Our farm was a mixed farm: dairying, pigs, cash crops such as peanuts, maize, and sorghum.  We also kept barley and oats.

Giuseppe Lettera and Giovacchino  Luciente were driven the 20 mile out to the farm in an army truck and no doubt the driver briefed Les and Dud.  They arrived about 10am and I gave the Italians and the driver a cup of tea.  The Italians didn’t speak any English, but I suppose we took such things in our stride in those days.

Giuseppe and Giovacchino would help feed the pigs, bring in the cows from the lucerne (you couldn’t keep the cows on the lucerne for longer than 10 minutes) and other farm work.  They could ride horses and brought the cows in that way. Things were pretty easy going and I don’t think they were overworked and didn’t always work full days.  We had orange trees in our modest household orchard and the trees were never as well kept as when the Italians were there.  The two men pruned and tended to the orange trees.

My memories of the men are that they were young men, ordinary men with no will to fight or to be the enemy.  They were terribly homesick and would look forward to receiving letters which came on canteen day once a week on a Monday. The canteen truck also brought them cigarettes and replacement clothing.

Everything they wore was red. Red socks, red underpants, the lot. They did their own washing in the old boilers.  The red dye ran and by the time they left, their clothes were worse for wear and shabby looking.

We treated them as part of the family.  They slept in a room at the corner of two verandas of a Queenslander.  We ate together in the kitchen, there was no dining room in that house and they ate whatever was served.  I would cook spaghetti with tomato sauce as they did miss their own type of food.  At night, they would help wipe up the dishes and after tea we would talk.

Dudley and Les learnt how to count to ten in Italian.  It was a trick that Dud trotted out for the rest of his life.  Dud had quite a good accent and the kids who were born after the Italians left, knew about the counting but not about the source of knowledge.  Giuseppe had asked me to “escarp” with him and this was a good story we told with the accent “escarp” rather than escape.  The army took these things seriously and Giuseppe was moved to another Haly Creek farm about 6 kms away owned by Cecils.

kingaroy-lettera

Italian Prisoner of War Identity Card – Lettera, Guiseppe

(National Archives of Australia NAA: J 3118, 91)

Dud and I played tennis but the men weren’t interested in coming with us on a Sunday to our tennis games.  We left them at home, they were trustworthy.  One of the rules was that they weren’t supposed to have contact with other POWs but they did, from Bookless and Kearney farms.  The POWs were trusted.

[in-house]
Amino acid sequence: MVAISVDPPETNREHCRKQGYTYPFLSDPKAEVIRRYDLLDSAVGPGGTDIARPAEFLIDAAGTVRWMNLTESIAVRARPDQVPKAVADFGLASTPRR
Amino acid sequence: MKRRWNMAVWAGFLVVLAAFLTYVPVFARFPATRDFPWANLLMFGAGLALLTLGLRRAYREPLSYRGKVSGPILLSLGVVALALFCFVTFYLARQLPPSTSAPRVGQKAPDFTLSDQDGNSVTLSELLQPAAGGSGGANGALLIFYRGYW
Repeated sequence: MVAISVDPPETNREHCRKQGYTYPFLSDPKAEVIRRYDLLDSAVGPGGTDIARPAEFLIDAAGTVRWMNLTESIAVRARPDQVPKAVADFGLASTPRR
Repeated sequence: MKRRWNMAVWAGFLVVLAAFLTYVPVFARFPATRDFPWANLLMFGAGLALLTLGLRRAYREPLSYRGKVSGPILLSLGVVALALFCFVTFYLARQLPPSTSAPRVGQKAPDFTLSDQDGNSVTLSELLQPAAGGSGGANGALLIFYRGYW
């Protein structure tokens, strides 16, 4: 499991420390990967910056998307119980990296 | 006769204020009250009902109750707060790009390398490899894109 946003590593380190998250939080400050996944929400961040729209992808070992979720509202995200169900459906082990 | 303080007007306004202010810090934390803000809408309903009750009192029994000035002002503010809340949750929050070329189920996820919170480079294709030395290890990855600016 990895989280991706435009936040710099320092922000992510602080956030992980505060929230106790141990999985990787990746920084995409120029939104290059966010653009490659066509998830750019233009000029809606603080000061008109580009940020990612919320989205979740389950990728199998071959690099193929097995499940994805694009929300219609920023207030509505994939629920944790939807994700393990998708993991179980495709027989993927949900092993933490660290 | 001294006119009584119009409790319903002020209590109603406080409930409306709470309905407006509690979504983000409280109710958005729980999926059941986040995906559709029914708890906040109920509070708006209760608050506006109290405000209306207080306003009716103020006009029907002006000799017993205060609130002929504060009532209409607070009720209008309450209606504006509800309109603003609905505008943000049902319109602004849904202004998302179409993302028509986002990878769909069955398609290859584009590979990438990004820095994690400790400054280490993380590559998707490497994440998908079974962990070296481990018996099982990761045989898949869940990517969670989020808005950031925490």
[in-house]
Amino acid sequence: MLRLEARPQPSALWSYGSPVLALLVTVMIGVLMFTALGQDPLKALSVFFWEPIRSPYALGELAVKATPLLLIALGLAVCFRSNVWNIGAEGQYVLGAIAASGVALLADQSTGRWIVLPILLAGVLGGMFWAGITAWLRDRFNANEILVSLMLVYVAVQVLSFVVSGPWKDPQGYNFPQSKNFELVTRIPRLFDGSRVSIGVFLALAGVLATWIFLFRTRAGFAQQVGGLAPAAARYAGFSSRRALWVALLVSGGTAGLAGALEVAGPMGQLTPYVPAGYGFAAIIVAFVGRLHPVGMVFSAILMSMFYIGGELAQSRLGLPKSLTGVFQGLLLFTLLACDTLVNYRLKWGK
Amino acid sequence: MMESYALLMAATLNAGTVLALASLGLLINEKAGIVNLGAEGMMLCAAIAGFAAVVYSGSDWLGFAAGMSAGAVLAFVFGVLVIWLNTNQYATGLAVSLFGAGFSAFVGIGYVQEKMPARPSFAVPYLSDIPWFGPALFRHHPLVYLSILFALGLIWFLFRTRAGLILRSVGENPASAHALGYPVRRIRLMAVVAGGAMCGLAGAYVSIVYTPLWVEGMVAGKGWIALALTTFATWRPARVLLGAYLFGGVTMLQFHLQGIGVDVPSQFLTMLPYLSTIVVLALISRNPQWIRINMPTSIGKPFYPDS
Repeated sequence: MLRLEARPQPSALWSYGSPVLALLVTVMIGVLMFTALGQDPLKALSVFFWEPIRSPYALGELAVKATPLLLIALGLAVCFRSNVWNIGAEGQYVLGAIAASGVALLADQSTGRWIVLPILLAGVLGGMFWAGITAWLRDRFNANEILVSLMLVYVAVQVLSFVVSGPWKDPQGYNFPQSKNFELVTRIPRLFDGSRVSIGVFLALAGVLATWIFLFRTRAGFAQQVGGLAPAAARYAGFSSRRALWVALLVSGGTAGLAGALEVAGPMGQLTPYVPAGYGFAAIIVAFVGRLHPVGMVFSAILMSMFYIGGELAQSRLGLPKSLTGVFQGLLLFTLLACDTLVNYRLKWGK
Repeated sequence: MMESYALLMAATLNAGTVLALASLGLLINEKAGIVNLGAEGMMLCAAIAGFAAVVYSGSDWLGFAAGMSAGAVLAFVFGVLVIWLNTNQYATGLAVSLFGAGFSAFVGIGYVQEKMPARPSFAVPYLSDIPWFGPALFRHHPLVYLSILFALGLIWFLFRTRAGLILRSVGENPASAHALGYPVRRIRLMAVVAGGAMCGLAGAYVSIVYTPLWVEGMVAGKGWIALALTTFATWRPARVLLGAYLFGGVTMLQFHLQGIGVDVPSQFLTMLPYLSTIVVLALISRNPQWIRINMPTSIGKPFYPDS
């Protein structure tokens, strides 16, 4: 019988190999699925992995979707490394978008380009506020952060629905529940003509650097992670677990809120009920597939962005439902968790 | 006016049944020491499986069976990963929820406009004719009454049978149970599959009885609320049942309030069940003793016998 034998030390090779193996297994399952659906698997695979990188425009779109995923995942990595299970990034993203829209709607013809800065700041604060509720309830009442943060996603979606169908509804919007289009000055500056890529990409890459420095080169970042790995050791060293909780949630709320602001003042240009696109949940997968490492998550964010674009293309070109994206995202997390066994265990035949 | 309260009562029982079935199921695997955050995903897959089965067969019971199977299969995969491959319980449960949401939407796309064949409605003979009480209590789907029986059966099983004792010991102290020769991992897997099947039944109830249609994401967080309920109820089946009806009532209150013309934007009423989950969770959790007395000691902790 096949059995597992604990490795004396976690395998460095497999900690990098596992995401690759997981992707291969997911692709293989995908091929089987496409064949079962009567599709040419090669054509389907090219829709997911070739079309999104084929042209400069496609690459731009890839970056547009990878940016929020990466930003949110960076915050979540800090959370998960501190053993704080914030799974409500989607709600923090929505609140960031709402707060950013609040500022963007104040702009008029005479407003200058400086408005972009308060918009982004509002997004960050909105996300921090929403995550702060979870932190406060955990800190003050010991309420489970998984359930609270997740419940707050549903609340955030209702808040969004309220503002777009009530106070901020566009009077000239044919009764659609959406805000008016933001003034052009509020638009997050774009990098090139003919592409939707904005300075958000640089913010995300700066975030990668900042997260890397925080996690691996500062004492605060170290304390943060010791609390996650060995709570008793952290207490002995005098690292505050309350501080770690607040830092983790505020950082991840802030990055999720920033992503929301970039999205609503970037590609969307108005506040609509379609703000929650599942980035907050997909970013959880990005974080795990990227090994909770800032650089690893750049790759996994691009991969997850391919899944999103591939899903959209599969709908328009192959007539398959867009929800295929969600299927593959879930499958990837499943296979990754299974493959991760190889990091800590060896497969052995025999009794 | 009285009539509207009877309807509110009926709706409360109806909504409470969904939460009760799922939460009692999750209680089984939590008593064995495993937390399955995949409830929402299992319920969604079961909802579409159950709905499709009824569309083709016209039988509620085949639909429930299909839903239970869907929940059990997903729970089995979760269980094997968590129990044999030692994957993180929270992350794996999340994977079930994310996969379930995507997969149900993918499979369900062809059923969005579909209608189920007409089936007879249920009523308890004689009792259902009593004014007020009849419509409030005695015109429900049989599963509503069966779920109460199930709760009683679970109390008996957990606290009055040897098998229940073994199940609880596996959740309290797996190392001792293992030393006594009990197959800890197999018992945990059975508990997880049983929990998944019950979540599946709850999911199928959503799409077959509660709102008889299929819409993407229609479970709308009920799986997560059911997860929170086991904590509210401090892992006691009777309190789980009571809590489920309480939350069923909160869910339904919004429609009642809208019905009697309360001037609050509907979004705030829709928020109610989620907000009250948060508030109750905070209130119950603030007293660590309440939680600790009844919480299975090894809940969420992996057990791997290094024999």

They also weren’t allowed alcohol.  But they used the oranges to make liquor, making a still out of a 4 gallon kerosene tin.  I don’t think they had much success with the alcohol, so I don’t count the still as a breach in the rules, it was more giving the men something to do and I don’t think it tasted that good.

I remember that the Italians were scared of frogs.  The veranda where they slept was unsealed and so the frogs would get in.  The men would stuff rags into the corrugations of the roof to try to keep the frogs out.  They would catch the frogs and take them away but two days later they would be back.

Other memories of those days is that on a Sunday, they would walk 1 – 2 miles to church.  Dud set up a ping pong table for them, I suppose to give them something to do as they weren’t interested in tennis.  They were very particular with their shaving, Giuseppe had a moustache and then grew a small beard.

Giuseppe and Giovacchino weren’t with us long, but it seemed like a long time.  It was long enough for them to become part of our family and for me to have fond memories of those times.

Joyce Dickenson (Haly Creek)

The Flying Fox and Chocolate

nambour-fresco-2

Italian Prisoner of War Identity Card – Fresco, Luigi, PWI 57235

(National Archives of Australia Series J3118,64)

I was a child during WW2 and with my family: the Ivins, lived on Cooloolabin Road Yandina. Across the road from us was a racecourse that was converted into an Army Camp.  My mum used to make tea and scones for some of the young Army fellows who should have been up in the heavily wooded area of our property undergoing ‘jungle’ training. There was a fair amount of army activity in the district at that time.

Our neighbour was Dan Mills and he had a banana plantation at Cooloolabin and he had Italian prisoners of war working on the farm.

I have clear memories of the Italians, not too many memories because we lived in town, but none the less clear ones.  Dan Mills grew bananas on the side of the hillside and he had a flying fox set up which ran from the banana crop to the shed down on the flat.  How we children loved to go up to the Mills’ farm.  Dan would take me, my brother Brian and this two sons Billy and Charlie up to the farm and the best part was that the Italians would put us in the flying fox crate and send us down through the air to the shed: Italians, bananas and children.  What fun! We loved the invitation to go with Dan Mills to his farm.

From the farm to town would have been 5 or 6 miles and I remember the Italians from time to time walking past our house and going in to town.  They wore maroon uniforms and kept to themselves.  I had always thought that they might be going in to town to get supplies but now I know that they were probably going to church on a Sunday.